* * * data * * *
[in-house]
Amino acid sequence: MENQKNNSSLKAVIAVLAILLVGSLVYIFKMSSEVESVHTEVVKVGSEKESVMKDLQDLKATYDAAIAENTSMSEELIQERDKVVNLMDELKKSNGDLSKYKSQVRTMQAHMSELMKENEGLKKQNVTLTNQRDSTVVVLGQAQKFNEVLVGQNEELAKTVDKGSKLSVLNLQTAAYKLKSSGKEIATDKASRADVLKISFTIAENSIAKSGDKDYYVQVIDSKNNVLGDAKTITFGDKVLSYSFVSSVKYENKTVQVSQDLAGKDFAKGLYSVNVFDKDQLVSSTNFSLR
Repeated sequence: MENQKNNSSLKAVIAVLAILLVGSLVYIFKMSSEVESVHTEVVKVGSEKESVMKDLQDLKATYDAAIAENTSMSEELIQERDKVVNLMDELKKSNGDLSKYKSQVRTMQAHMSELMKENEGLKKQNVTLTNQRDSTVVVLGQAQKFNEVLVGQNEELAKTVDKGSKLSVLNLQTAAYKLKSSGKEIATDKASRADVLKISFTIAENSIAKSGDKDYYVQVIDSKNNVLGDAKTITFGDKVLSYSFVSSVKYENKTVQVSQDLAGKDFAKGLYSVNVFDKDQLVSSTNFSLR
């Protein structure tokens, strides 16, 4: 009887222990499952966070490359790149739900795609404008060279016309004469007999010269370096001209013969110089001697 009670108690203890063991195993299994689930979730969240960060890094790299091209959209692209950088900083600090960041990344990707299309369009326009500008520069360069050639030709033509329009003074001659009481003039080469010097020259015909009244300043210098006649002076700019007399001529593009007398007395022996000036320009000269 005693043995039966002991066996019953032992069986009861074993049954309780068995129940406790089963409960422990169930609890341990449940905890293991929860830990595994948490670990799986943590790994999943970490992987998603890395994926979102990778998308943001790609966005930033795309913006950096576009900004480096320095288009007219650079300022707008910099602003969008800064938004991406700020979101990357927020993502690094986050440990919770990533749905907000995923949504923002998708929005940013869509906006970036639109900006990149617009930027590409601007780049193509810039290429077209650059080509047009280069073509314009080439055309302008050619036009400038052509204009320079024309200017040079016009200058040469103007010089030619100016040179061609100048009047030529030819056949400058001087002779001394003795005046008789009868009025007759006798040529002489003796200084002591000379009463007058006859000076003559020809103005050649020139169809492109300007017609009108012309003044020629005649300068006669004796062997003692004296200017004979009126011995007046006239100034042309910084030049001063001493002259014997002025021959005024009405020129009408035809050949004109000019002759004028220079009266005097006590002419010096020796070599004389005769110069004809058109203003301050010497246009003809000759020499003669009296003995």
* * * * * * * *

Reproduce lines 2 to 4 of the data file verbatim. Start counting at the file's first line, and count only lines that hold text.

Amino acid sequence: MENQKNNSSLKAVIAVLAILLVGSLVYIFKMSSEVESVHTEVVKVGSEKESVMKDLQDLKATYDAAIAENTSMSEELIQERDKVVNLMDELKKSNGDLSKYKSQVRTMQAHMSELMKENEGLKKQNVTLTNQRDSTVVVLGQAQKFNEVLVGQNEELAKTVDKGSKLSVLNLQTAAYKLKSSGKEIATDKASRADVLKISFTIAENSIAKSGDKDYYVQVIDSKNNVLGDAKTITFGDKVLSYSFVSSVKYENKTVQVSQDLAGKDFAKGLYSVNVFDKDQLVSSTNFSLR
Repeated sequence: MENQKNNSSLKAVIAVLAILLVGSLVYIFKMSSEVESVHTEVVKVGSEKESVMKDLQDLKATYDAAIAENTSMSEELIQERDKVVNLMDELKKSNGDLSKYKSQVRTMQAHMSELMKENEGLKKQNVTLTNQRDSTVVVLGQAQKFNEVLVGQNEELAKTVDKGSKLSVLNLQTAAYKLKSSGKEIATDKASRADVLKISFTIAENSIAKSGDKDYYVQVIDSKNNVLGDAKTITFGDKVLSYSFVSSVKYENKTVQVSQDLAGKDFAKGLYSVNVFDKDQLVSSTNFSLR
């Protein structure tokens, strides 16, 4: 009887222990499952966070490359790149739900795609404008060279016309004469007999010269370096001209013969110089001697 009670108690203890063991195993299994689930979730969240960060890094790299091209959209692209950088900083600090960041990344990707299309369009326009500008520069360069050639030709033509329009003074001659009481003039080469010097020259015909009244300043210098006649002076700019007399001529593009007398007395022996000036320009000269 005693043995039966002991066996019953032992069986009861074993049954309780068995129940406790089963409960422990169930609890341990449940905890293991929860830990595994948490670990799986943590790994999943970490992987998603890395994926979102990778998308943001790609966005930033795309913006950096576009900004480096320095288009007219650079300022707008910099602003969008800064938004991406700020979101990357927020993502690094986050440990919770990533749905907000995923949504923002998708929005940013869509906006970036639109900006990149617009930027590409601007780049193509810039290429077209650059080509047009280069073509314009080439055309302008050619036009400038052509204009320079024309200017040079016009200058040469103007010089030619100016040179061609100048009047030529030819056949400058001087002779001394003795005046008789009868009025007759006798040529002489003796200084002591000379009463007058006859000076003559020809103005050649020139169809492109300007017609009108012309003044020629005649300068006669004796062997003692004296200017004979009126011995007046006239100034042309910084030049001063001493002259014997002025021959005024009405020129009408035809050949004109000019002759004028220079009266005097006590002419010096020796070599004389005769110069004809058109203003301050010497246009003809000759020499003669009296003995």